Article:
A court in Berlin on Tuesday referred to the European Court of Justice a dispute in which German publishers want search engine providers such as Google to pay them for displaying parts of their newspaper articles online.
Germany’s biggest newspaper publisher Axel Springer and 40 other publishers have accused Alphabet’s Google (GOOGL) of copyright infringement in the case.
The European Court of Justice will now have to look into whether a German media law dealing with copyright issues is in line with European principles.
It must decide whether the German government should have presented its draft Leistungsschutzrecht law to the European Commission, the executive body of the European Union, before it took effect in 2013, judge Peter Scholz said.
“We think that the complaint is at least partially justified,” Scholz said in his ruling, without giving details.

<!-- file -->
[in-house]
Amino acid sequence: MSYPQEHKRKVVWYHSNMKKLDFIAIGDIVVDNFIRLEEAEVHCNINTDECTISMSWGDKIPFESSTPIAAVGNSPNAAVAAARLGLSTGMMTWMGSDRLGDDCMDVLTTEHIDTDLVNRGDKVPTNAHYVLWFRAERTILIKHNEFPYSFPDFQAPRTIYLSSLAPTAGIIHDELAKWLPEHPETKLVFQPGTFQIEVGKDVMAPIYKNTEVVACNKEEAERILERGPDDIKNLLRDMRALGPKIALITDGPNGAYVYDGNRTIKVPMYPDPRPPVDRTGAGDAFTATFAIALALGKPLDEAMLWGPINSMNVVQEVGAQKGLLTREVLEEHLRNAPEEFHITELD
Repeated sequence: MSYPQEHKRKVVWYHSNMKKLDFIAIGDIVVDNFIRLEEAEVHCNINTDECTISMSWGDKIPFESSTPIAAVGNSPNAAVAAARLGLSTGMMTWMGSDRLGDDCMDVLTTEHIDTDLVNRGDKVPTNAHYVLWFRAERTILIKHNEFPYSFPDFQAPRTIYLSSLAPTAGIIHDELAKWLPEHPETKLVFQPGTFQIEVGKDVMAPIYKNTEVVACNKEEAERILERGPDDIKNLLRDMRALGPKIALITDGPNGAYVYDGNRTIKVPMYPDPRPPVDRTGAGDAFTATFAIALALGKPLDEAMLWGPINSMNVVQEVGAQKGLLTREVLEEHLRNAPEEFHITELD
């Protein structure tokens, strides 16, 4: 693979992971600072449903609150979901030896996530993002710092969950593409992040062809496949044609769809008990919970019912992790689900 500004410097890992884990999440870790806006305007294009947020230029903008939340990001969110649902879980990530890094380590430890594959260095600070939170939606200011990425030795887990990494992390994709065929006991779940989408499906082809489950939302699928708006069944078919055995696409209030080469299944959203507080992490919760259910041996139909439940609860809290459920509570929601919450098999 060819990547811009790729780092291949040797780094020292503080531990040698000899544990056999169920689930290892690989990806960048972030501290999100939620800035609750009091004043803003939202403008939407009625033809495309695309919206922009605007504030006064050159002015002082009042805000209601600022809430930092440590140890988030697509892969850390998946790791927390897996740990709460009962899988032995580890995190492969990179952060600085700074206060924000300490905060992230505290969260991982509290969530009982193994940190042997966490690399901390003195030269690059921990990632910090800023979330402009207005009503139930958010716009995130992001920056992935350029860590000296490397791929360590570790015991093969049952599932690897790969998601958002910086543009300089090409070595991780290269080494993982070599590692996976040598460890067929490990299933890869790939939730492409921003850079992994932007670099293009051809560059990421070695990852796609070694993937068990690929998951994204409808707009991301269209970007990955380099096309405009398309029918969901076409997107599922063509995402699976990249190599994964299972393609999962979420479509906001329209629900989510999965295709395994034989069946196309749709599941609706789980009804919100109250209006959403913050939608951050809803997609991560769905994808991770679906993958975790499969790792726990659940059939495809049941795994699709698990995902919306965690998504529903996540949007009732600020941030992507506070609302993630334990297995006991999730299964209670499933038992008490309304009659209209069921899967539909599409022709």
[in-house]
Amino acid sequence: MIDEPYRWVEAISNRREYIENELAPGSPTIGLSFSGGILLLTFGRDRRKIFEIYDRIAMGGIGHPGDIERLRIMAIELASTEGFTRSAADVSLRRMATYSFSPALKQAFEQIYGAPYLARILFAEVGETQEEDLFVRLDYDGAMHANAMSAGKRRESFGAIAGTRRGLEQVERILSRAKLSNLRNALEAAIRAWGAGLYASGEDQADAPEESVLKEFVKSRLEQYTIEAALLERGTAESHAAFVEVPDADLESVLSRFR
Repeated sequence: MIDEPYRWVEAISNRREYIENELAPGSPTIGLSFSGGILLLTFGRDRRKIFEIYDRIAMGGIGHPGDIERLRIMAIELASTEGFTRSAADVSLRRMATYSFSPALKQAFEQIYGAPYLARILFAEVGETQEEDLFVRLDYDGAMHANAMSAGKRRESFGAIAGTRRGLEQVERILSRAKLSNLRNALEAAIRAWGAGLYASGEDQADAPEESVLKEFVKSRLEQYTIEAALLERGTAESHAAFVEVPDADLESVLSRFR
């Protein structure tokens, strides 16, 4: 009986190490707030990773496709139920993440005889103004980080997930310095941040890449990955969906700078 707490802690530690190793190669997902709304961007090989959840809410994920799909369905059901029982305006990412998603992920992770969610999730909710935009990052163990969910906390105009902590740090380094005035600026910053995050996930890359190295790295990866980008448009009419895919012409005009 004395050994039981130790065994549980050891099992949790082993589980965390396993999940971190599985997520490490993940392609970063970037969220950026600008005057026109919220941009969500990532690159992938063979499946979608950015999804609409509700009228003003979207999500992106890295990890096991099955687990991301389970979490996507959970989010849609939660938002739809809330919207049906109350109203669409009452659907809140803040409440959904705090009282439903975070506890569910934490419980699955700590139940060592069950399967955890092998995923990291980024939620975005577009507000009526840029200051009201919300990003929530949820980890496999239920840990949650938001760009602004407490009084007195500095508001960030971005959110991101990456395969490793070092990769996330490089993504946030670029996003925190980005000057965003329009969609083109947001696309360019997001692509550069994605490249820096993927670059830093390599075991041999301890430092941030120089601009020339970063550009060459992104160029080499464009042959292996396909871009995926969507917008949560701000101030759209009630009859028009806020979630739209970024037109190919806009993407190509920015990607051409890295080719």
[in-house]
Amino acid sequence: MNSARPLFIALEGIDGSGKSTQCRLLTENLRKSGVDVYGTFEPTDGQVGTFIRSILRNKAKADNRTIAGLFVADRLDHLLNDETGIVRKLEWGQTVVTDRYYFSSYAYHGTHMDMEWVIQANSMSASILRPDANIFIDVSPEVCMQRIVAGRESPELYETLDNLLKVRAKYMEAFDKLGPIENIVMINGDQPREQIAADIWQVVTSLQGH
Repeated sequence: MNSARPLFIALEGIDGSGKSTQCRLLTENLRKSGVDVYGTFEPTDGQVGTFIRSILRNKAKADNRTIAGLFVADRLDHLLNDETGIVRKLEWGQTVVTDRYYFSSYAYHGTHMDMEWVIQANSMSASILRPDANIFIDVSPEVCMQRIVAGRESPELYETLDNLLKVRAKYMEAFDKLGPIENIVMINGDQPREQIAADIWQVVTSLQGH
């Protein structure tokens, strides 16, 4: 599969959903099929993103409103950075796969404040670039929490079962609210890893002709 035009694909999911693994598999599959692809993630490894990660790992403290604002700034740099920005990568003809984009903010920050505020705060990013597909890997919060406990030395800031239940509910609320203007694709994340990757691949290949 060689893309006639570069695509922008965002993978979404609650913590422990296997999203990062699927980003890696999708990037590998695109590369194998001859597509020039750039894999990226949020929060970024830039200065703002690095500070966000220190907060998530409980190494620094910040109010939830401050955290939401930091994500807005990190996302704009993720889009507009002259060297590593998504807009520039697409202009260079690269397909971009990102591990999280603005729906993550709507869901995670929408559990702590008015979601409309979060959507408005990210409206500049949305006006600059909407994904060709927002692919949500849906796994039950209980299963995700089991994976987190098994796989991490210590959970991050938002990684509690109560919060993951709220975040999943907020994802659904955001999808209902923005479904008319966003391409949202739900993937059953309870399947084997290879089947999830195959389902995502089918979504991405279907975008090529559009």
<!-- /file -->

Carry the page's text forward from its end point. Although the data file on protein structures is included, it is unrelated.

But he said the European Court of Justice should review the matter, a process that could take around a year, according to a lawyer for the publishers.
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If the court finds the German government should have had its law reviewed by the EU, that could remove the legal basis for the publishers’ complaint, experts said.
A German Justice Ministry spokesman said the government had not seen any reason to present the draft law to the European Commission and get approval.
A Google spokesman said the company remained convinced that it would prevail, saying Tuesday’s ruling showed the German copyright law was full of contradictions and open-ended questions.